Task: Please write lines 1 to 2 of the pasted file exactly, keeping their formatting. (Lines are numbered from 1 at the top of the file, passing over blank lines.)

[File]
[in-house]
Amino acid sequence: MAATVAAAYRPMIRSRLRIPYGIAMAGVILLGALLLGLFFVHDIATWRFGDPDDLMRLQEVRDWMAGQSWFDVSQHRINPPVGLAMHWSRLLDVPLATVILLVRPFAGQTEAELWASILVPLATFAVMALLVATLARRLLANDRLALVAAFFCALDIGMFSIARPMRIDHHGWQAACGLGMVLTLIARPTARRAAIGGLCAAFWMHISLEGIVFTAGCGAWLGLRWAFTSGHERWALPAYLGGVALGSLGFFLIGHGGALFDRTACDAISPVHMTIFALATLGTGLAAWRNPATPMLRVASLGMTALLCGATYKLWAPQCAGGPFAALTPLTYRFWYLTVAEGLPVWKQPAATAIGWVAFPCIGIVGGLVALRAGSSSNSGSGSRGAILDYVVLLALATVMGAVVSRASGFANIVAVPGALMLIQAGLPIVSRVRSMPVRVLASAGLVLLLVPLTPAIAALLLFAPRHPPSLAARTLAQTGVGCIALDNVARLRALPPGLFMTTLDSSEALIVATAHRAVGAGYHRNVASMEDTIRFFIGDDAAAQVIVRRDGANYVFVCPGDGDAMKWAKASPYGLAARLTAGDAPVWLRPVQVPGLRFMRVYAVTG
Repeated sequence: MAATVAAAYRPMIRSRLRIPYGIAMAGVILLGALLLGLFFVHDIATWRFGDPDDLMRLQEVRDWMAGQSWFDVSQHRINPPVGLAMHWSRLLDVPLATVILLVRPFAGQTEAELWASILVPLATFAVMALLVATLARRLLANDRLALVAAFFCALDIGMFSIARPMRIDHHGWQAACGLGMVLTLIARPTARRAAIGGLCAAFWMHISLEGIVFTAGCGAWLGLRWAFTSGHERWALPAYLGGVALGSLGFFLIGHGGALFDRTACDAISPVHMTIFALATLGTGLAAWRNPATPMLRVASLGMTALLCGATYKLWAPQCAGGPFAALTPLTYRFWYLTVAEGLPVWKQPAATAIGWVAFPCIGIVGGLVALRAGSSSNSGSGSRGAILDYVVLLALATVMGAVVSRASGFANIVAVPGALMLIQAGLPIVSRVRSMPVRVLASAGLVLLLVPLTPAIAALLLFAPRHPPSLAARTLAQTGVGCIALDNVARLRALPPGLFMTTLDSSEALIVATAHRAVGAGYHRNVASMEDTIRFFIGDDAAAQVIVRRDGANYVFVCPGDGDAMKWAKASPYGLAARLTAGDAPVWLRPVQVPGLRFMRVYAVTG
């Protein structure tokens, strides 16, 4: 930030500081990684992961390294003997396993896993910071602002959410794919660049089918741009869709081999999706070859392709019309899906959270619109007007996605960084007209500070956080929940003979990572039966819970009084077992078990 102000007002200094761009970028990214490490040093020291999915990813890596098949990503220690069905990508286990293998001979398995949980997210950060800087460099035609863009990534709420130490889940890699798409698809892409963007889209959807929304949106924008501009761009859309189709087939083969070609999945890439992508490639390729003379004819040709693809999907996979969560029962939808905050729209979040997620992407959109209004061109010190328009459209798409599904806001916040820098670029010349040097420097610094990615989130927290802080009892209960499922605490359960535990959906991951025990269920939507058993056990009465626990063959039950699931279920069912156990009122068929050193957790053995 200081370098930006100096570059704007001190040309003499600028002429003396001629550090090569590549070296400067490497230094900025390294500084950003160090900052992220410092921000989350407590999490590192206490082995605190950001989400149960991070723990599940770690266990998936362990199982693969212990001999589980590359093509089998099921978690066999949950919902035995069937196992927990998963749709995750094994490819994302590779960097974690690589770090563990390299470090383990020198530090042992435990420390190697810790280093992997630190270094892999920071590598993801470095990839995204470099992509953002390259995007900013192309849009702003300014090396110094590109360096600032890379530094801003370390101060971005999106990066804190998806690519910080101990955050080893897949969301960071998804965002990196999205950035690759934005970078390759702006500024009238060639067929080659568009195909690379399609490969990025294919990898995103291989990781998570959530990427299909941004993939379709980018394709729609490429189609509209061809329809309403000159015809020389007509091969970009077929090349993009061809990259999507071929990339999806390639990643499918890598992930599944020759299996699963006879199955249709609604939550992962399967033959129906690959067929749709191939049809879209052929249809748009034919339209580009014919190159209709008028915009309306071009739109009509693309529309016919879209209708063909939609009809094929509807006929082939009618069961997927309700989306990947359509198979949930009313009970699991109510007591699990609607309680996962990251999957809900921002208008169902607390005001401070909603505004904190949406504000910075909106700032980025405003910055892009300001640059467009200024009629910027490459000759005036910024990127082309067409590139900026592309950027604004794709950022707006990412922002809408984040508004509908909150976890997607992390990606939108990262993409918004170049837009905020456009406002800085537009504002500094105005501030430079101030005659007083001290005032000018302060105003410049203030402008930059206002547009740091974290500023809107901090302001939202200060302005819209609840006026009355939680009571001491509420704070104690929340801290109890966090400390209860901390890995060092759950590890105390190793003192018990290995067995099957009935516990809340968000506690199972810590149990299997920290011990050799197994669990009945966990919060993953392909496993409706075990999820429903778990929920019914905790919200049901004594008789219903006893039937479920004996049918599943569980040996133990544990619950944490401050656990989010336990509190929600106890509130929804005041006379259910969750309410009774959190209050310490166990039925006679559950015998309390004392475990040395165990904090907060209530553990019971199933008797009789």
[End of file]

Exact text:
[in-house]
Amino acid sequence: MAATVAAAYRPMIRSRLRIPYGIAMAGVILLGALLLGLFFVHDIATWRFGDPDDLMRLQEVRDWMAGQSWFDVSQHRINPPVGLAMHWSRLLDVPLATVILLVRPFAGQTEAELWASILVPLATFAVMALLVATLARRLLANDRLALVAAFFCALDIGMFSIARPMRIDHHGWQAACGLGMVLTLIARPTARRAAIGGLCAAFWMHISLEGIVFTAGCGAWLGLRWAFTSGHERWALPAYLGGVALGSLGFFLIGHGGALFDRTACDAISPVHMTIFALATLGTGLAAWRNPATPMLRVASLGMTALLCGATYKLWAPQCAGGPFAALTPLTYRFWYLTVAEGLPVWKQPAATAIGWVAFPCIGIVGGLVALRAGSSSNSGSGSRGAILDYVVLLALATVMGAVVSRASGFANIVAVPGALMLIQAGLPIVSRVRSMPVRVLASAGLVLLLVPLTPAIAALLLFAPRHPPSLAARTLAQTGVGCIALDNVARLRALPPGLFMTTLDSSEALIVATAHRAVGAGYHRNVASMEDTIRFFIGDDAAAQVIVRRDGANYVFVCPGDGDAMKWAKASPYGLAARLTAGDAPVWLRPVQVPGLRFMRVYAVTG